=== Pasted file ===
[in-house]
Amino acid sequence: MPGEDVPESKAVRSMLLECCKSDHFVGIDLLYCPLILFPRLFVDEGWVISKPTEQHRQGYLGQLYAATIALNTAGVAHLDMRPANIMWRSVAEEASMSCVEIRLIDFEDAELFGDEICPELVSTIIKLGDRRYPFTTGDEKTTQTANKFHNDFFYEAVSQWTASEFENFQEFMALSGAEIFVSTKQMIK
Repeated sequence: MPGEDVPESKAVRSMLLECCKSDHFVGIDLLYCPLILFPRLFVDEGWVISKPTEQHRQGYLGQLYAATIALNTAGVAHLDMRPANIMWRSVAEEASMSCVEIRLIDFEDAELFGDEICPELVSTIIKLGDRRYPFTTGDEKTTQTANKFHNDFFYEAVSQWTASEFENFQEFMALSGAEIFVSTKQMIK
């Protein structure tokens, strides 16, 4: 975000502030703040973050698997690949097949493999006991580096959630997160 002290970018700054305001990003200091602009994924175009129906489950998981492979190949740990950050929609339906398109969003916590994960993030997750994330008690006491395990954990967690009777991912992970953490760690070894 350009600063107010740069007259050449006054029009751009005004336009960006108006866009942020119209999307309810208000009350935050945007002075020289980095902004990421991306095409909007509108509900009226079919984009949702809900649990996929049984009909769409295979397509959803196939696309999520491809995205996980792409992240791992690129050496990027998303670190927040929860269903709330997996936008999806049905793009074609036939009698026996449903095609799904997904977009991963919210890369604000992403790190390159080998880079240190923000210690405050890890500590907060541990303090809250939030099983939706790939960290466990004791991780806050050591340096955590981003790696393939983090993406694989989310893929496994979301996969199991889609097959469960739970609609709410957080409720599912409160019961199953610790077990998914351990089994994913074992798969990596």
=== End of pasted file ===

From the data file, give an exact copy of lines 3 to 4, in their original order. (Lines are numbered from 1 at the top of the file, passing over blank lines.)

Repeated sequence: MPGEDVPESKAVRSMLLECCKSDHFVGIDLLYCPLILFPRLFVDEGWVISKPTEQHRQGYLGQLYAATIALNTAGVAHLDMRPANIMWRSVAEEASMSCVEIRLIDFEDAELFGDEICPELVSTIIKLGDRRYPFTTGDEKTTQTANKFHNDFFYEAVSQWTASEFENFQEFMALSGAEIFVSTKQMIK
């Protein structure tokens, strides 16, 4: 975000502030703040973050698997690949097949493999006991580096959630997160 002290970018700054305001990003200091602009994924175009129906489950998981492979190949740990950050929609339906398109969003916590994960993030997750994330008690006491395990954990967690009777991912992970953490760690070894 350009600063107010740069007259050449006054029009751009005004336009960006108006866009942020119209999307309810208000009350935050945007002075020289980095902004990421991306095409909007509108509900009226079919984009949702809900649990996929049984009909769409295979397509959803196939696309999520491809995205996980792409992240791992690129050496990027998303670190927040929860269903709330997996936008999806049905793009074609036939009698026996449903095609799904997904977009991963919210890369604000992403790190390159080998880079240190923000210690405050890890500590907060541990303090809250939030099983939706790939960290466990004791991780806050050591340096955590981003790696393939983090993406694989989310893929496994979301996969199991889609097959469960739970609609709410957080409720599912409160019961199953610790077990998914351990089994994913074992798969990596």